That little orange button that tells me when a Flickr contact has published a new photo (like this one and this one) satisfies my need to know what my friends are doing and at the same time saves me time by not having directly go to the site just to check it out. And in my busy schedule it somewhat helps in reminding me too that, yes, I do have friends. :-) Same orange button applies to the News feeds that I subscribe to, this one reminds me that the world continually revolves outside my office walls. ;-)
The layout and the way things are presented is also very appealing. Take for instance the photostream topbar, compare it with FlickrFox’s layout and you’d see the elegance behind Flock’s design. News feeds too – a simple enhancement of adding favico’s beside the site name improved its readability.
What can I say? I think the Flock guys got it right – specially after version 0.7.1 when Flock gave users the option to install FireFox plugins that were not tested in Flock yet. So now my browser provides me with a great user experience plus I get to use those cool Google plugins like Google Toolbar, Google Notebook and Web Comments.
Now if only they’d integrate more with Google as opposed to Yahoo….
Blogged with Flock
As I blogged less than 2 days ago, I discovered Flock and found it to be useful. However, as I experimented with it more and more, I found out its usefulness for me is limited to writing and uploading blogs. I have thought that the image upload feature would be useful but, alas, I can’t use it in Multiply (though it’s not Flock’s fault) and FlickrExport is quite good. So I started asking myself, why would I need a new blogging enabled web browser if there’s already an extension for Firefox – I was pretty sure there’s a blogging tool extension for Firefox out there somewhere.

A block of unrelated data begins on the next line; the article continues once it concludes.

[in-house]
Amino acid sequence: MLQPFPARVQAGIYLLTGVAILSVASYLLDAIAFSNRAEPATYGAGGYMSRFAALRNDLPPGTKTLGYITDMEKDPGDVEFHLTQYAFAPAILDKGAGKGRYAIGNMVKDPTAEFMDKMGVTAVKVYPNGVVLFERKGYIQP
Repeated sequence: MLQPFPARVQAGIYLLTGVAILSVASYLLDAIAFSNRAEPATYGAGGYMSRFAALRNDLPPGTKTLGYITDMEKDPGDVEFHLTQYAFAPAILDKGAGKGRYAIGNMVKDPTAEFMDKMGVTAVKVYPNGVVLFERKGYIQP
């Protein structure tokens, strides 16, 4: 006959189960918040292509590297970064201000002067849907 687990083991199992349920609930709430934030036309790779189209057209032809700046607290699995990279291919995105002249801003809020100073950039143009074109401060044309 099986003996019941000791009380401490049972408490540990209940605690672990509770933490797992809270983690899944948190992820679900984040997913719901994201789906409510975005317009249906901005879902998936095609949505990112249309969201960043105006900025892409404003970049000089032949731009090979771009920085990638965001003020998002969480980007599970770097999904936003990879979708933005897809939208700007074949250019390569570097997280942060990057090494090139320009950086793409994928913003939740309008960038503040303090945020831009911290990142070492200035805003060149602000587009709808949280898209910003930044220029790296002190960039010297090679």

So I went and googled for such an extension.
Tadaa! I’m using it now. Its from Performancing and it looks spiffy. I’ll try it for a couple more days and see how this measures up with Flock’s tool. I’ve seen blogs though that praise this tool.
Yet another browser in the market??
That was my first reaction when I heard of Flock. hmmm… I thought, If I download this, this is going to be my 3rd browser. First one is Safari, which I have kept as my Mac’s default browser, next is Firefox which is what I always use (alltime favorite :) ), then there’s Opera (I like it’s clean interface and the way it caches the most recent webpages that you’ve been reading) and here comes another one… Flock.
What’s that? I didn’t mention IE? Forget it! It’s buggy, I don’t want to use it.
So why create a new browser? What’s the need? Why do I need another browser to browse?
Well, apparently, it’s not just for browsing!!!
The other day I was looking for a tool that I could use to easily upload pictures in Multiply and Flickr. I found a few including one that nicely integrates iPhoto with Flickr (FlickrExport) and then I started pondering about how do I easily manage all the content that I maintain in the internet (even if I haven’t published anything for the last 2 years except for some mailing list posts).
It’s still in Beta 1 but according to the Definitive Flock 1 Beta Review it is already very stable.
Hence, I gave in, downloaded it and I’m now using Flock to write this entry. It looks good!
For those who are curious, you can use Flock to post in most blogsites (as I’m doing right now), upload and maintain files in Flickr, integrate with del.ico.us, and it’s got a new style in doing web searches from the browser.
Best of all, it is built on top of Firefox.
Check it out!
Blogged with Flock